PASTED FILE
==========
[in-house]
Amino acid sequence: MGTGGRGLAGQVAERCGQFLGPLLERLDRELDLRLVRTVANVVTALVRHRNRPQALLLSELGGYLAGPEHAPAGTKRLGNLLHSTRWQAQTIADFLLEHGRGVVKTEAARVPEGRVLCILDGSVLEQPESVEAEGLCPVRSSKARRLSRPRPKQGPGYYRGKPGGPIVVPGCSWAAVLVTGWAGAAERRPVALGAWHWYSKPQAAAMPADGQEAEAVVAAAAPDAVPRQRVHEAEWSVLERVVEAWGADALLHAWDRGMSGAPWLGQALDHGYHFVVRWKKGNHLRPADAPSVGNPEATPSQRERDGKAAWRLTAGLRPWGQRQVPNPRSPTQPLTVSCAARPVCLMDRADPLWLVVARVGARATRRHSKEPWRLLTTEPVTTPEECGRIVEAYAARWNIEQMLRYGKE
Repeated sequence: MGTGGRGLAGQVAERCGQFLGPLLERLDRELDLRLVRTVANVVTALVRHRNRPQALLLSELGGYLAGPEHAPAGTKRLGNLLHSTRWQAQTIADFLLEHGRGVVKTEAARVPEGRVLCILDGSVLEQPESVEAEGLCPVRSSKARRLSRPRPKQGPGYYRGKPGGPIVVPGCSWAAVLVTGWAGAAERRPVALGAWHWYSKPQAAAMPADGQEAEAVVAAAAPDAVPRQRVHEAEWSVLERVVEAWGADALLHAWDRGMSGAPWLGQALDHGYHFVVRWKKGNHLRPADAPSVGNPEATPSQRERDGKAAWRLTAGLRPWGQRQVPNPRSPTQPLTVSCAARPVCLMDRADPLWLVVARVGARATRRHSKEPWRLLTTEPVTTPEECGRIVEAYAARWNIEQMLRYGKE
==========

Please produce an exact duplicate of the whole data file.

[in-house]
Amino acid sequence: MGTGGRGLAGQVAERCGQFLGPLLERLDRELDLRLVRTVANVVTALVRHRNRPQALLLSELGGYLAGPEHAPAGTKRLGNLLHSTRWQAQTIADFLLEHGRGVVKTEAARVPEGRVLCILDGSVLEQPESVEAEGLCPVRSSKARRLSRPRPKQGPGYYRGKPGGPIVVPGCSWAAVLVTGWAGAAERRPVALGAWHWYSKPQAAAMPADGQEAEAVVAAAAPDAVPRQRVHEAEWSVLERVVEAWGADALLHAWDRGMSGAPWLGQALDHGYHFVVRWKKGNHLRPADAPSVGNPEATPSQRERDGKAAWRLTAGLRPWGQRQVPNPRSPTQPLTVSCAARPVCLMDRADPLWLVVARVGARATRRHSKEPWRLLTTEPVTTPEECGRIVEAYAARWNIEQMLRYGKE
Repeated sequence: MGTGGRGLAGQVAERCGQFLGPLLERLDRELDLRLVRTVANVVTALVRHRNRPQALLLSELGGYLAGPEHAPAGTKRLGNLLHSTRWQAQTIADFLLEHGRGVVKTEAARVPEGRVLCILDGSVLEQPESVEAEGLCPVRSSKARRLSRPRPKQGPGYYRGKPGGPIVVPGCSWAAVLVTGWAGAAERRPVALGAWHWYSKPQAAAMPADGQEAEAVVAAAAPDAVPRQRVHEAEWSVLERVVEAWGADALLHAWDRGMSGAPWLGQALDHGYHFVVRWKKGNHLRPADAPSVGNPEATPSQRERDGKAAWRLTAGLRPWGQRQVPNPRSPTQPLTVSCAARPVCLMDRADPLWLVVARVGARATRRHSKEPWRLLTTEPVTTPEECGRIVEAYAARWNIEQMLRYGKE